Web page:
The American psychologist Barry Schwartz has called it the paradox of choice: too much choice tends to paralyze our critical thinking, leading to stress and prompting us to choose the first thing we see. A classic experiment cites customers of a large retail chain, whether instore or online: faced with an almost unlimited number of products their ability to choose “freezes”. Freedom becomes a paradox.
Freedom of choice is not enough
This is exactly why, Cass R. Sunstein explains, “freedom of choice is not enough”. To be free, whether the issue involves jobs, health, relationships or money, “we need to be able to navigate life”, to design alternative scenarios rather than improbable escape plans.
We need maps to navigate the world of work, health and relationships. Maps that help people to reach their destinations, prevent them getting lost
Professor at Harvard Law School, former advisor to the Supreme Court and the U.S. Department of Justice, administrator of the White House Office of Information and Regulatory Affairs in the Obama administration, Sunstein is co-author together with Richard Thaler (Nobel prize for economics) of the ground-breaking book: Nudge: Improving Decisions about Health, Wealth, and Happiness (Yale University Press, 2008).
Navigability: not to be underestimated
In his latest very readable and lively book On Liberty, Sunstein invites us to consider and embrace three concepts:
- Nudges, a gentle push by means of which legislation and institutions can simplify our choices;
- Agency, in other words our ability to modify the context in which we operate;
- Navigability, the ability to get out of unplanned or even unforeseeable situations.
In today’s complex democratic societies, navigability is the main problem. Finding one’s way around an airport or city, or even around a sub-system (like bureaucracy and legal systems) can be tricky.
“When life is hard to navigate,” Sunstein explains, “people are less free”, even though the number of choices open to them appears to be greater.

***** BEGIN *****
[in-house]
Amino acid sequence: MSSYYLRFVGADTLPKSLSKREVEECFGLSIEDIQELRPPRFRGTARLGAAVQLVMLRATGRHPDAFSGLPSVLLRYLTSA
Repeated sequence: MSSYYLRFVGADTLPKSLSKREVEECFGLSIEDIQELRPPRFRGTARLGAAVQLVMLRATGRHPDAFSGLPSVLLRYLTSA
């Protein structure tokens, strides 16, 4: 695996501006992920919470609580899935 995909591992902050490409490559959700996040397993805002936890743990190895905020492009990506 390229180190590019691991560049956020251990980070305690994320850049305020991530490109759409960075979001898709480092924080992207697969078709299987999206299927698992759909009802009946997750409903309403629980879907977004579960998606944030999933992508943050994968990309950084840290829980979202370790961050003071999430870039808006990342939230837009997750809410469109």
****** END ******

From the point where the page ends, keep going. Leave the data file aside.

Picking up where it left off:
Indeed, the more choices we have, the more difficult it is to navigate and find that specific job, that state of well-being, that result and finding a particular law becomes an insurmountable hurdle.
We often need directions and asking for them is not always ideal. That is why we need to design systems that make it easy to understand the direction we should take.
From such a perspective, freedom of choice is still pivotal. Yet the wrong objective or subjective choices could damage it beyond repair.
As a consequence, in addition to reforming systems by way of more appropriate “navigable” architectures (just think of simplifying legislation or cutting red tape in the world of work), there is a need to provide people with the skills to help them find their way through uncertainty and reach their goals.
Freeing ourselves of present bias
This becomes crucial, Sunstein concludes, when the self-control system fails. When people become disoriented, they tend to lose their capacity to make decisions and end up with problems (like depression, alcoholism, an addiction to gambling), which undermine their capacity to make choices.
So, what can be done? To overcome these and lesser problems and learn to navigate, we need to move beyond the cognitive bias which Sunstein calls present bias.
“Present bias” is the increasingly common tendency to be satisfied with a small reward today rather than waiting for a greater reward in the future, for example by investing in ourselves and our education.
To be free then, it is not enough to have choices. We need to be able to find our way, equipping ourselves with systems that serve to narrow down rather than broaden our options.
“In both rich and poor countries, citizens often have no idea how to get to their desired destination. That is why they are unfree,” Sunstein explains, concluding that “we need to understand that freedom is a goal, not something we have already been given. Otherwise, we will never achieve that goal.”